A number of recent High Court decisions concerning the definition of independent contractors and employees could have significant impact on small-business clients and issues such as SG and payroll tax, says an industry law firm.
Accountants warned on impact of High Court decisions on clients
Speaking in a recent webinar, DBA Lawyers director Daniel Butler said there had been two recent High Court decisions that have seen a shift in how the courts determine whether an individual is an independent contractor or an employee. The outcomes of the two cases are consistent with another High Court decision handed down in August last year, Workpac v Rossato.
Mr Butler reminded accountants and advisers that the definition of an independent contractor is critically important as it has implications for pay as you go (PAYG), superannuation guarantee (SG), payroll tax and employee entitlements under the Fair Work Act 2009.
“If you do not withhold PAYG at the time of payment, there are huge penalties. [Similarly] with SG, if you don’t pay SG, the penalties are crushing. You can easily put a business out of business by not having SG up to scratch,” he warned.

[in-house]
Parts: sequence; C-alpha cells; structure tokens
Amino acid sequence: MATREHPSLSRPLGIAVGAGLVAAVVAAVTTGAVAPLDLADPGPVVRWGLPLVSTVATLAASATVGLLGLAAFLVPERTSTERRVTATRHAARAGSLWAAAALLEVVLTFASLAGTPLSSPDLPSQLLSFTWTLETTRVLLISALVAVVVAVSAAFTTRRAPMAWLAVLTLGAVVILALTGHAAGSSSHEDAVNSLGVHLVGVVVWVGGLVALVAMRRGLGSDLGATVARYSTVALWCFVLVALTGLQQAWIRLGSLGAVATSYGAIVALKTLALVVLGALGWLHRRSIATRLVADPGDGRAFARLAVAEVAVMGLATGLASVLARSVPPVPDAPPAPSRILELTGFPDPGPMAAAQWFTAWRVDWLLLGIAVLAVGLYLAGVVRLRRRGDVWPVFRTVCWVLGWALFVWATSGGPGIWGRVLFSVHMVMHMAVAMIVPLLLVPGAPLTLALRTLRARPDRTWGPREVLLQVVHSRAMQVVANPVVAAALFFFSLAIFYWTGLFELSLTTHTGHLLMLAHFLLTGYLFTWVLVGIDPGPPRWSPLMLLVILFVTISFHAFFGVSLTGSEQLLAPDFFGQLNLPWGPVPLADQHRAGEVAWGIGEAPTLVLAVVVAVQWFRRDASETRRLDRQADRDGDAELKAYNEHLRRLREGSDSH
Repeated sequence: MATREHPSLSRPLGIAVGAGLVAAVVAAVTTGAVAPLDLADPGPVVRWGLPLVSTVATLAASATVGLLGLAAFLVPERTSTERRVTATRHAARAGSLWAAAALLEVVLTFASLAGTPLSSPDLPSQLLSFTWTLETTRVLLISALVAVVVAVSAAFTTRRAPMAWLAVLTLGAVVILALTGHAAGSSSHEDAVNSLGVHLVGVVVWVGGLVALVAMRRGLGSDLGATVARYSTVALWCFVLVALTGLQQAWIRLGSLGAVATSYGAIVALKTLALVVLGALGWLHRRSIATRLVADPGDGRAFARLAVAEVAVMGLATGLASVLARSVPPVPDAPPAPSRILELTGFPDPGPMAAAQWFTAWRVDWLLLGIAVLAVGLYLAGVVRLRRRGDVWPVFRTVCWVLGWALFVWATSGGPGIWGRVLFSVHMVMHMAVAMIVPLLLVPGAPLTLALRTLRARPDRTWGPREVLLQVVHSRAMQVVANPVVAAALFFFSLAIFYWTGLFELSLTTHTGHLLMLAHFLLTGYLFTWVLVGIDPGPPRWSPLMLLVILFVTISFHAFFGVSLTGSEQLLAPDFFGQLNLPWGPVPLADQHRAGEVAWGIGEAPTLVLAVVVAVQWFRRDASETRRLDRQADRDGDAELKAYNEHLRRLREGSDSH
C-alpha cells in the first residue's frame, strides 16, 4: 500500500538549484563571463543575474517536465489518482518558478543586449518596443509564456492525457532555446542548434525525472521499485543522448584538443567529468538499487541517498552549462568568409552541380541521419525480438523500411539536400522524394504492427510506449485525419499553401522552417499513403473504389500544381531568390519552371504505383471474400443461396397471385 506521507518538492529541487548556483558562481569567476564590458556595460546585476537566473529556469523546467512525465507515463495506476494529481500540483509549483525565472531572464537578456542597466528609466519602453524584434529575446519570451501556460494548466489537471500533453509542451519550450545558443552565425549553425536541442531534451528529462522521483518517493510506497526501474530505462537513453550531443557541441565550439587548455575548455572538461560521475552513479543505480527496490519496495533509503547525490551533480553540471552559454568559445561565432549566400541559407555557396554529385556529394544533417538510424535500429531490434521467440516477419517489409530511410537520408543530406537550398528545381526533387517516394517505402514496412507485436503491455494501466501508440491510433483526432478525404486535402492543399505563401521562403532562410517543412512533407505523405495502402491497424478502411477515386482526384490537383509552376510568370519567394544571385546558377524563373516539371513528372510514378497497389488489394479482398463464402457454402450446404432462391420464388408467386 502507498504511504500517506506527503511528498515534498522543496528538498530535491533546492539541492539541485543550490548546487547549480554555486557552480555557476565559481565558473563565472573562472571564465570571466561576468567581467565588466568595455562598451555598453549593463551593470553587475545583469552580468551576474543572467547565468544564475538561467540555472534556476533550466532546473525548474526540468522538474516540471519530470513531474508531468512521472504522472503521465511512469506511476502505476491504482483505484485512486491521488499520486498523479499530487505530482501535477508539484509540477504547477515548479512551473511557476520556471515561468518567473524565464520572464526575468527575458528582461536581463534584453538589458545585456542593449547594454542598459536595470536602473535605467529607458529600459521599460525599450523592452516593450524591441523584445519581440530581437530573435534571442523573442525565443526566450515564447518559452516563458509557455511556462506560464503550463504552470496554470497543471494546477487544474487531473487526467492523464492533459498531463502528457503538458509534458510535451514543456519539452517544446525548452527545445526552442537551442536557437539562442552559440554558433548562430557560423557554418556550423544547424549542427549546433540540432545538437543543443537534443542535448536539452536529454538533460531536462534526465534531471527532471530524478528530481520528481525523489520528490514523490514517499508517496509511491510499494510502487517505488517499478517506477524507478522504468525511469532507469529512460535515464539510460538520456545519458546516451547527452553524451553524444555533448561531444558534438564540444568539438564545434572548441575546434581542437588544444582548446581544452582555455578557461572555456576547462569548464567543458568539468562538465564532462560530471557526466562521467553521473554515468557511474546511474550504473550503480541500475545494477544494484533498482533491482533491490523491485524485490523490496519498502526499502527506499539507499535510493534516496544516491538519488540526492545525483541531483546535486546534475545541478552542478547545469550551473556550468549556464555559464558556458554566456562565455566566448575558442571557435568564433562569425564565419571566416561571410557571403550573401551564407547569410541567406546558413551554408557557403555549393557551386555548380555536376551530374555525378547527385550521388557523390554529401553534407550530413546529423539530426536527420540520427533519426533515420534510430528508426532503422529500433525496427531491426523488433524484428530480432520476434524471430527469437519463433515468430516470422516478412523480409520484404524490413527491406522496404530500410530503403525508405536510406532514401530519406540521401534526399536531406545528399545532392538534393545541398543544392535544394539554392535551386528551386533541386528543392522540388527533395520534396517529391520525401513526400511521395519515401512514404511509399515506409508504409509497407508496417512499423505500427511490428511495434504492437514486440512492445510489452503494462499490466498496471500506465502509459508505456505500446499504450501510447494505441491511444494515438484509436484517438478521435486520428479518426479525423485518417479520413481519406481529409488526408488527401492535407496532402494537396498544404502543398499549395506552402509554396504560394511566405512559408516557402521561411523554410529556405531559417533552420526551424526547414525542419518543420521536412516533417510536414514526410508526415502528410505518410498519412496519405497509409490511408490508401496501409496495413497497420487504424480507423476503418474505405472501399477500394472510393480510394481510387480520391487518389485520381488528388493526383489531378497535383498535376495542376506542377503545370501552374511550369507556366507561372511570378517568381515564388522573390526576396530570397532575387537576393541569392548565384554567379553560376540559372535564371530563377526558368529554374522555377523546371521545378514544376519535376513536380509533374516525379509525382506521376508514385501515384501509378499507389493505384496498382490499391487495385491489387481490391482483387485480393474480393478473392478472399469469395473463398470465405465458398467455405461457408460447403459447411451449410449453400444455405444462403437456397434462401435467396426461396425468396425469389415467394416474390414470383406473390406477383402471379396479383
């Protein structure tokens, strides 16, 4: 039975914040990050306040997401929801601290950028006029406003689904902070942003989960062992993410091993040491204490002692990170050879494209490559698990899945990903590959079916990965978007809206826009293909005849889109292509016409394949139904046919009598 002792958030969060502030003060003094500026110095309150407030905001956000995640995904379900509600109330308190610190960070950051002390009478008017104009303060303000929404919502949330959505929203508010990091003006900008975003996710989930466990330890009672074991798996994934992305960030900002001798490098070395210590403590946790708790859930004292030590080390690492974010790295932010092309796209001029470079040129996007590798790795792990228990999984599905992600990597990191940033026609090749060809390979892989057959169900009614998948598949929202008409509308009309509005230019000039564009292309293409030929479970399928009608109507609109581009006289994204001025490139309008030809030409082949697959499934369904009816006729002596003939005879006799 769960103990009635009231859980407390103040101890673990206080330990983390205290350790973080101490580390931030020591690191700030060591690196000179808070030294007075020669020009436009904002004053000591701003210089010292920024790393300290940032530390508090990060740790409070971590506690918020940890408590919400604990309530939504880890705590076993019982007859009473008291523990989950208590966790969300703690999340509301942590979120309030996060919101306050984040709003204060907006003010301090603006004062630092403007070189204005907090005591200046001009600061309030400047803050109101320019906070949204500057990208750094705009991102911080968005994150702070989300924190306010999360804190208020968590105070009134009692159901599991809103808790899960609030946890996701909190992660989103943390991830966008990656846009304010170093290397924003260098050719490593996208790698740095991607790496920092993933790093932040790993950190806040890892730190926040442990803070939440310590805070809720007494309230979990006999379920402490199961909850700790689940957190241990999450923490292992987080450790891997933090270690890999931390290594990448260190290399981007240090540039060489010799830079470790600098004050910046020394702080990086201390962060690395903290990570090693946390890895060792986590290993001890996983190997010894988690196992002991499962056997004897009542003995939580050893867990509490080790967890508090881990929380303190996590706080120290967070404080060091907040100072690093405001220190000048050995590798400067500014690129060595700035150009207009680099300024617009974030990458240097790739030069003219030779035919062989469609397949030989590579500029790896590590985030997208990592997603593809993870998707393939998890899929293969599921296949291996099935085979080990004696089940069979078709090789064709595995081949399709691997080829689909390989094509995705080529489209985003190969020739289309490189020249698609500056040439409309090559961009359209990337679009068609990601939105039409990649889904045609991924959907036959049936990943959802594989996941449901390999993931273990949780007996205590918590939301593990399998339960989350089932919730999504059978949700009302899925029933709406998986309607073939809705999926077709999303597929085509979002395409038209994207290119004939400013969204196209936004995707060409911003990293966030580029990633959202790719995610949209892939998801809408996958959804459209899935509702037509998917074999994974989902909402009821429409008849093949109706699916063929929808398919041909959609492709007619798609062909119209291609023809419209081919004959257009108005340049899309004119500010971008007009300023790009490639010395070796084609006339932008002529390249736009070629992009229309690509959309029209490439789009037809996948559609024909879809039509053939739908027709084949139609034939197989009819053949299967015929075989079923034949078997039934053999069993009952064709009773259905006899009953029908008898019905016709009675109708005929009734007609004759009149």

Mr Butler also noted that in a number of jurisdictions, state payroll tax offices are closely scrutinising a lot of relevant contracts, with a whole range of professional structures at risk.
The clearest definition of an independent contractor, Mr Butler explained, is a person who typically runs their own business, with the person engaging their services having little direction or control in respect of how that service is supplied.
“However, there are many that fall into the grey zone,” he said.
He also noted that the ATO hasn’t really touched their guidance material in this area since it’s released TR 2005/16 on “Income tax: Pay As You Go – withholding from payments to employees”.
“The ATO is likely to revisit these materials after these High Court decisions. It’s a moving feast, so you need to watch this space,” he cautioned.
CFMMEU v Personnel Contracting
The decision, Construction, Forestry, Maritime, Mining And Energy Union & Anor V Personnel Contracting Pty Ltd  HCA 1 involved an appeal by a labourer engaged by a labour-hire company called Personal Contracting. The court looked at whether the labourer, Mr McCourt, was engaged by Personal Contracting as an employee or an independent contractor.
There was no contract between Mr McCourt and the builder he performed work for, Hanssen.
The primary judge held that Mr McCourt was an independent contractor, and an appeal to the Full Court was dismissed.
“Both courts applied a multifactorial approach, by reference to the terms of the contract between Personnel Contracting (trading as Construct) and McCourt and the work practices imposed by each of Construct and Hanssen,” said Mr Butler.